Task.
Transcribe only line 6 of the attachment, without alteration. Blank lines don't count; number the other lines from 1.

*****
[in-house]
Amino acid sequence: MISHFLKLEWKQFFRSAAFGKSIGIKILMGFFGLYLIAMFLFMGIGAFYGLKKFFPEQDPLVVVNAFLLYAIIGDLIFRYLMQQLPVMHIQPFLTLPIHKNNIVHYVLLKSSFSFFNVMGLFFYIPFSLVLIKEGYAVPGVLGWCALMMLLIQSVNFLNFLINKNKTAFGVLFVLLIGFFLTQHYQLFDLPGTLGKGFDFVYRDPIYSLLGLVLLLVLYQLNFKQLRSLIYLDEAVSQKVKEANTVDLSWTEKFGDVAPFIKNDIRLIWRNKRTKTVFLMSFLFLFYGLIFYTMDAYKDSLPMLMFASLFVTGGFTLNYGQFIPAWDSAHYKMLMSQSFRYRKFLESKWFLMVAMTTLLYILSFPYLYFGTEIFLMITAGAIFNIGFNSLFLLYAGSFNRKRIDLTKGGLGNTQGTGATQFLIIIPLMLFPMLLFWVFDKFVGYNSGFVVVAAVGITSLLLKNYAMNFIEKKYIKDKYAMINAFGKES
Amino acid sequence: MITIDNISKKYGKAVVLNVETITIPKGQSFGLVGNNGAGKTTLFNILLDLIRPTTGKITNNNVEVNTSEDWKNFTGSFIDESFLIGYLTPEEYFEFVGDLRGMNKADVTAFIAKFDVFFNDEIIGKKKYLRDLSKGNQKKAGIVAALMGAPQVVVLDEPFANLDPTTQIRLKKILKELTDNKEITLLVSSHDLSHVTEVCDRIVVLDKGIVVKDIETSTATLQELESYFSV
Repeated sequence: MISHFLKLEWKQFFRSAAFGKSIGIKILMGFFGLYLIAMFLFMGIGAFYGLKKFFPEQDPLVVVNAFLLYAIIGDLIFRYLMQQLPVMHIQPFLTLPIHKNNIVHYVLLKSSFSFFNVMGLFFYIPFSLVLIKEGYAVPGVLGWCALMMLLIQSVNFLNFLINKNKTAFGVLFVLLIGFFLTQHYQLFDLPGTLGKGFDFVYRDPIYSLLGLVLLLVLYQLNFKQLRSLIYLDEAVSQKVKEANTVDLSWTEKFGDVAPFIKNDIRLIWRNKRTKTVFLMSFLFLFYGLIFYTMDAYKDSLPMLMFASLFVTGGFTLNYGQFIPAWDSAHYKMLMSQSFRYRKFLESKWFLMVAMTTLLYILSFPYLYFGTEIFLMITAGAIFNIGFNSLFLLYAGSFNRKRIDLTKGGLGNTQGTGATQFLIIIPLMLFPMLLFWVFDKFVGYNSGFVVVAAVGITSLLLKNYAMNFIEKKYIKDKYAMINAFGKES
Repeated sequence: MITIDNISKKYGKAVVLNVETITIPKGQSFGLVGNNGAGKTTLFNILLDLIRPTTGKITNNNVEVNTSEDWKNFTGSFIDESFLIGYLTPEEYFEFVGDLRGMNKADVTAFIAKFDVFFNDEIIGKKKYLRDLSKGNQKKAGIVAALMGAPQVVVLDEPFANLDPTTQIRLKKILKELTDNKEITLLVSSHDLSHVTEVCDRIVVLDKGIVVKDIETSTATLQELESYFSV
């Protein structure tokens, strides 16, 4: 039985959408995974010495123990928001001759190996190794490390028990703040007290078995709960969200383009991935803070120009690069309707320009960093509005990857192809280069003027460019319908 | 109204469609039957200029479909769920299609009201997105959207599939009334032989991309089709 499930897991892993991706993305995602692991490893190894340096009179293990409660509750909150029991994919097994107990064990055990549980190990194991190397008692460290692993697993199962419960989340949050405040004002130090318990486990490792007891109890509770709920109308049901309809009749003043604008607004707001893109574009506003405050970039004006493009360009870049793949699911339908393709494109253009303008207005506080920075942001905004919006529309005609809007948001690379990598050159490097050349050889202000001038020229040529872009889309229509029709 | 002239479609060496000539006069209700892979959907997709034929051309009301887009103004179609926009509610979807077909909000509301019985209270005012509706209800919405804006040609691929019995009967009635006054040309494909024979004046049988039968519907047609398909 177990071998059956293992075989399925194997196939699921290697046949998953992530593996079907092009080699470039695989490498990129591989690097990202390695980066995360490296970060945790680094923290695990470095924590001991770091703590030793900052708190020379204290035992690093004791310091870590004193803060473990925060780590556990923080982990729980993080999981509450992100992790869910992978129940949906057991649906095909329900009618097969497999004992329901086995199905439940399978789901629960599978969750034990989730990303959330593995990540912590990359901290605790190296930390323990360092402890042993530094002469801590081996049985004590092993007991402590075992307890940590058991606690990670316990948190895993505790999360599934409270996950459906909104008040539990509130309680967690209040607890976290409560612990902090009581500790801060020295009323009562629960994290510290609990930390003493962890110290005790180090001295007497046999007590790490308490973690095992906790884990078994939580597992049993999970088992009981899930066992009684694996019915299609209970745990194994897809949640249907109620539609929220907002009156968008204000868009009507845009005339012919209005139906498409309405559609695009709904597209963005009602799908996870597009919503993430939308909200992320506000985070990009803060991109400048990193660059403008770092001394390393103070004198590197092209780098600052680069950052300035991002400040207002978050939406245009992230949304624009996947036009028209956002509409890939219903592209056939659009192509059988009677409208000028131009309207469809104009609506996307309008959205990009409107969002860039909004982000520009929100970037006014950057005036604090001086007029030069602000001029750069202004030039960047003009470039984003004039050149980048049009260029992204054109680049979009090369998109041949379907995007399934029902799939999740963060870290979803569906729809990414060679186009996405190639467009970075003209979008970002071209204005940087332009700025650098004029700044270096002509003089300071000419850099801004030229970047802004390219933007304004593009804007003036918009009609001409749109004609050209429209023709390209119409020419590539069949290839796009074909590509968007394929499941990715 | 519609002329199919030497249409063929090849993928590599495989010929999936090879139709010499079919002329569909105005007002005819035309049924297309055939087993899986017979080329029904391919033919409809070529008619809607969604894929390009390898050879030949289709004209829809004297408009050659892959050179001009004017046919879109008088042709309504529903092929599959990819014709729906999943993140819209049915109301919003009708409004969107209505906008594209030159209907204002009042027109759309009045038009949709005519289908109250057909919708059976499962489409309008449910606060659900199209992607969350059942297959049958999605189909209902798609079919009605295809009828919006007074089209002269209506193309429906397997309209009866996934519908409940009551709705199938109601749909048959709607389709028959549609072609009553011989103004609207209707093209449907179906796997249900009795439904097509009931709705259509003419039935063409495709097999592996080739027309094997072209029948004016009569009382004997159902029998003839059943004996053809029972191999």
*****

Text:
């Protein structure tokens, strides 16, 4: 039985959408995974010495123990928001001759190996190794490390028990703040007290078995709960969200383009991935803070120009690069309707320009960093509005990857192809280069003027460019319908 | 109204469609039957200029479909769920299609009201997105959207599939009334032989991309089709 499930897991892993991706993305995602692991490893190894340096009179293990409660509750909150029991994919097994107990064990055990549980190990194991190397008692460290692993697993199962419960989340949050405040004002130090318990486990490792007891109890509770709920109308049901309809009749003043604008607004707001893109574009506003405050970039004006493009360009870049793949699911339908393709494109253009303008207005506080920075942001905004919006529309005609809007948001690379990598050159490097050349050889202000001038020229040529872009889309229509029709 | 002239479609060496000539006069209700892979959907997709034929051309009301887009103004179609926009509610979807077909909000509301019985209270005012509706209800919405804006040609691929019995009967009635006054040309494909024979004046049988039968519907047609398909 177990071998059956293992075989399925194997196939699921290697046949998953992530593996079907092009080699470039695989490498990129591989690097990202390695980066995360490296970060945790680094923290695990470095924590001991770091703590030793900052708190020379204290035992690093004791310091870590004193803060473990925060780590556990923080982990729980993080999981509450992100992790869910992978129940949906057991649906095909329900009618097969497999004992329901086995199905439940399978789901629960599978969750034990989730990303959330593995990540912590990359901290605790190296930390323990360092402890042993530094002469801590081996049985004590092993007991402590075992307890940590058991606690990670316990948190895993505790999360599934409270996950459906909104008040539990509130309680967690209040607890976290409560612990902090009581500790801060020295009323009562629960994290510290609990930390003493962890110290005790180090001295007497046999007590790490308490973690095992906790884990078994939580597992049993999970088992009981899930066992009684694996019915299609209970745990194994897809949640249907109620539609929220907002009156968008204000868009009507845009005339012919209005139906498409309405559609695009709904597209963005009602799908996870597009919503993430939308909200992320506000985070990009803060991109400048990193660059403008770092001394390393103070004198590197092209780098600052680069950052300035991002400040207002978050939406245009992230949304624009996947036009028209956002509409890939219903592209056939659009192509059988009677409208000028131009309207469809104009609506996307309008959205990009409107969002860039909004982000520009929100970037006014950057005036604090001086007029030069602000001029750069202004030039960047003009470039984003004039050149980048049009260029992204054109680049979009090369998109041949379907995007399934029902799939999740963060870290979803569906729809990414060679186009996405190639467009970075003209979008970002071209204005940087332009700025650098004029700044270096002509003089300071000419850099801004030229970047802004390219933007304004593009804007003036918009009609001409749109004609050209429209023709390209119409020419590539069949290839796009074909590509968007394929499941990715 | 519609002329199919030497249409063929090849993928590599495989010929999936090879139709010499079919002329569909105005007002005819035309049924297309055939087993899986017979080329029904391919033919409809070529008619809607969604894929390009390898050879030949289709004209829809004297408009050659892959050179001009004017046919879109008088042709309504529903092929599959990819014709729906999943993140819209049915109301919003009708409004969107209505906008594209030159209907204002009042027109759309009045038009949709005519289908109250057909919708059976499962489409309008449910606060659900199209992607969350059942297959049958999605189909209902798609079919009605295809009828919006007074089209002269209506193309429906397997309209009866996934519908409940009551709705199938109601749909048959709607389709028959549609072609009553011989103004609207209707093209449907179906796997249900009795439904097509009931709705259509003419039935063409495709097999592996080739027309094997072209029948004016009569009382004997159902029998003839059943004996053809029972191999």